Monday, January 9, 2012
Posted by Chris Sacksteder in "Digital Home Hardware & Accessories" @ 08:30 AM
Several different tests were devised to see how the R10000 compared in range and speed with the two D-Link products on hand. In the first round of tests, a Lenovo X60 connecting with 802.11n and WPA2 encryption was used. This computer's internal WiFi adapter, an "Intel PRO/Wireless 3945ABG Network Connection" was limited to a 54Mbps. Later, other laptops and adapters that support faster speeds were tried.
Outside Line of Site
Line-of-sight range was measured by setting up each device just outside the house and placing markers in a straight line 50, 100, 150, and 200 feet from the starting point. WirelessMon Version 4.0 from Passmark Software was used on the X60 to get the signal strength at each point. I tried measuring the signal with my HTC Droid Incredible, but it reported large variations in the signal strength from moment to moment for various WiFi utilities, including Amped Wireless's own Wi-Fi Analytics program. So with the laptop, three observations were recorded walking away from the house and three more on the way back, and the average of the 6 charted for the DAP-1522, each band of the DIR-825, and the R10000. You might use these results to compare your current router, although every laptop is different. Inside a house, wireless performance will vary greatly depending on room layout and construction materials.
An Aside About Signal Strength
WirelessMon and most, if not all, WiFi utilities report signal strength in "dBm"; see http://en.wikipedia.org/wiki/DBm for an explanation of this unit. Zero is equivalent to one milliwatt and -3 dBm is about 0.5 milliwatt. WiFi signals are much weaker, ranging from around -30 dBm (really good) to -80 dBm (really weak). For the signal strength charts the numbers shown are 100 + the dBm measurement, so the "good" signals have taller bars than the weak ones.
Signal strengths for each device, and both bands on the DIR-825 are shown in Figure 4. The R10000 was better in all cases, and very much better at the longer distances.
Figure 4. Line of sight signal strengths (subtract 100 to get dBm numbers) for each device and the two bands supported by the DIR-825 .
In particular, at 200 feet with an average signal strength of -67 dBm the connection would be far more usable than the next best, -78 dBm for the DIR815's 5GHz band (subtract 100 from the numbers shown to get dBm).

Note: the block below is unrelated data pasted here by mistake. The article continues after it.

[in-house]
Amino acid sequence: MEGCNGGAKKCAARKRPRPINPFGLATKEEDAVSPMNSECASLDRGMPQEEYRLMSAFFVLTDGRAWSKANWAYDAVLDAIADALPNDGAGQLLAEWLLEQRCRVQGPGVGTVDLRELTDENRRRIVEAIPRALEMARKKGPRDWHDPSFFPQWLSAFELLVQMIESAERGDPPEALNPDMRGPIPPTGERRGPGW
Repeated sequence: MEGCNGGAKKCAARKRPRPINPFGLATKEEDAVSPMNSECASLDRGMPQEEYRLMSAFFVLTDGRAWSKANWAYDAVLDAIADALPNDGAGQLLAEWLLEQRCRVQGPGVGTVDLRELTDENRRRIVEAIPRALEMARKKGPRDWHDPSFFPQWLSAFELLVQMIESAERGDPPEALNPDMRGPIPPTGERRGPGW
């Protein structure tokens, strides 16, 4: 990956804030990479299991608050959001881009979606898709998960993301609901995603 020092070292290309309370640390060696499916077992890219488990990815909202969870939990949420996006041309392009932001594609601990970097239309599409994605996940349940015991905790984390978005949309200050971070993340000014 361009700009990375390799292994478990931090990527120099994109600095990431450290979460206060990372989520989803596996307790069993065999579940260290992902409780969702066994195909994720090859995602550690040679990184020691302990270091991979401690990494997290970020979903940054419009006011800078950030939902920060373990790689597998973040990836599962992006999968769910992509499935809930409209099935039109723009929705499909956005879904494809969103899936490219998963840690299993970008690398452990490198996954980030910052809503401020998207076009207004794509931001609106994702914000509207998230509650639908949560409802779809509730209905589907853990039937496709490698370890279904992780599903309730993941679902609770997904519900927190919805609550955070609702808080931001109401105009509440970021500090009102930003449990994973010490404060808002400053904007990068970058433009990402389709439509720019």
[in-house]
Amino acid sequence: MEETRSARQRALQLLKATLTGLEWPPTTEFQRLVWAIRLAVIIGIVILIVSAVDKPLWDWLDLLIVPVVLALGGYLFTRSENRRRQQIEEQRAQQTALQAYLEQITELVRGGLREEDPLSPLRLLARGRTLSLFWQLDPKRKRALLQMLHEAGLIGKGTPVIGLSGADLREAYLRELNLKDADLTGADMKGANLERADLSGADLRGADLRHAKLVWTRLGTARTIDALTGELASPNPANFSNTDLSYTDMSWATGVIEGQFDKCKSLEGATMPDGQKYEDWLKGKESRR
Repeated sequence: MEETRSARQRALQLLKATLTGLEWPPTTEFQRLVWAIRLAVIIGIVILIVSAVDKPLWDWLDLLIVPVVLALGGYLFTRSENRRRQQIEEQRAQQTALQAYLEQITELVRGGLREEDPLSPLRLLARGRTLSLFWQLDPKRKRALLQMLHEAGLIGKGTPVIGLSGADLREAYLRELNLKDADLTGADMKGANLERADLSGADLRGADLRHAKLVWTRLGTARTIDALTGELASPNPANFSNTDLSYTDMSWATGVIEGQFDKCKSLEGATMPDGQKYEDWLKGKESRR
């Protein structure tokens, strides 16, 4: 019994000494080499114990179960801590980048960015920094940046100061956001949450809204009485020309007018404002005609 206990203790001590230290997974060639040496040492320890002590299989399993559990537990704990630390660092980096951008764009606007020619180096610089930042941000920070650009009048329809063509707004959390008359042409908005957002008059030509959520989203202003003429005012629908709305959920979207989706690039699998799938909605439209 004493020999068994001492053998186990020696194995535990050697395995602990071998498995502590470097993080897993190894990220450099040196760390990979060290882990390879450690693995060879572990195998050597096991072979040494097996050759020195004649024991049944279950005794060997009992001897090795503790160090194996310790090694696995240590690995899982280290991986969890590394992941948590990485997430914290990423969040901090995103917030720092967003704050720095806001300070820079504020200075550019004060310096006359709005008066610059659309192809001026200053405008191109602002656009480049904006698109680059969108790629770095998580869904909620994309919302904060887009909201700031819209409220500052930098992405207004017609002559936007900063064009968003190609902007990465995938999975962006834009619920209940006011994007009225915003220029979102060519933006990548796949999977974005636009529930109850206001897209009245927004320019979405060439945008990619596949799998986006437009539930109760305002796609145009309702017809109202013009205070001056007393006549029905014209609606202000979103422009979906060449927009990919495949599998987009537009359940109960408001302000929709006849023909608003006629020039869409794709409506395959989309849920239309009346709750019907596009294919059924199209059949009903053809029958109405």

Signal Strength, Indoors
Since we don't do much Internet surfing outside, signal strength and throughput were measured in 4 locations for all three devices:
- Location 0: same room, line of sight, about 10 feet.
- Location 1: half level up, two walls in between.
- Location 2: same level, opposite end of house, one wall in between.
- Location 3: second floor, almost directly above the router, one floor in between.
Four other locations in the house that neither D-Link device could reach were measured as well. Only one location, the farthest end of a third floor room where the signal was around -83dBm, was too far away to do the file copy test. It was interesting to note the Windows 7's wireless indicator showed two bars for that location, but not a single file could be copied. Another indication that bars are fun, but not good for you.
Note also that tests with the DIR-825 and R10000 were done with the router setup as the primary connection to the cable modem and with its Ethernet ports linking the rest of the house, and the target file server. I do not think the R10000's 100Mb Ethernet ports limited its performance in these tests in comparison to the DIR-825's Gigabit ports because the test laptops maximum link speed was 54Mbps. The DAP-1522 AP was tested with it a short distance from the DIR-825, but it was not in the exact same location as the other two devices when throughput was measured.
You should be warned that swapping out your home router several times a day will not endear you to your family members, but is a good way to get them off so as not to interfere with testing.
Results are shown in Figure 5:
Figure 5. Average signal strength for the different devices/bands measured from 4 locations in the house. Various walls and floors block signals.
It is interesting that the DIR-825's 5GHz band was so much weaker than the 2.4GHz band. Also curious are the results for the DAP1522 at location 1, which I re-tested several times on different days. But in general you see the R10000's high power is demonstrated as significant, particularly where walls and floors in are in the way.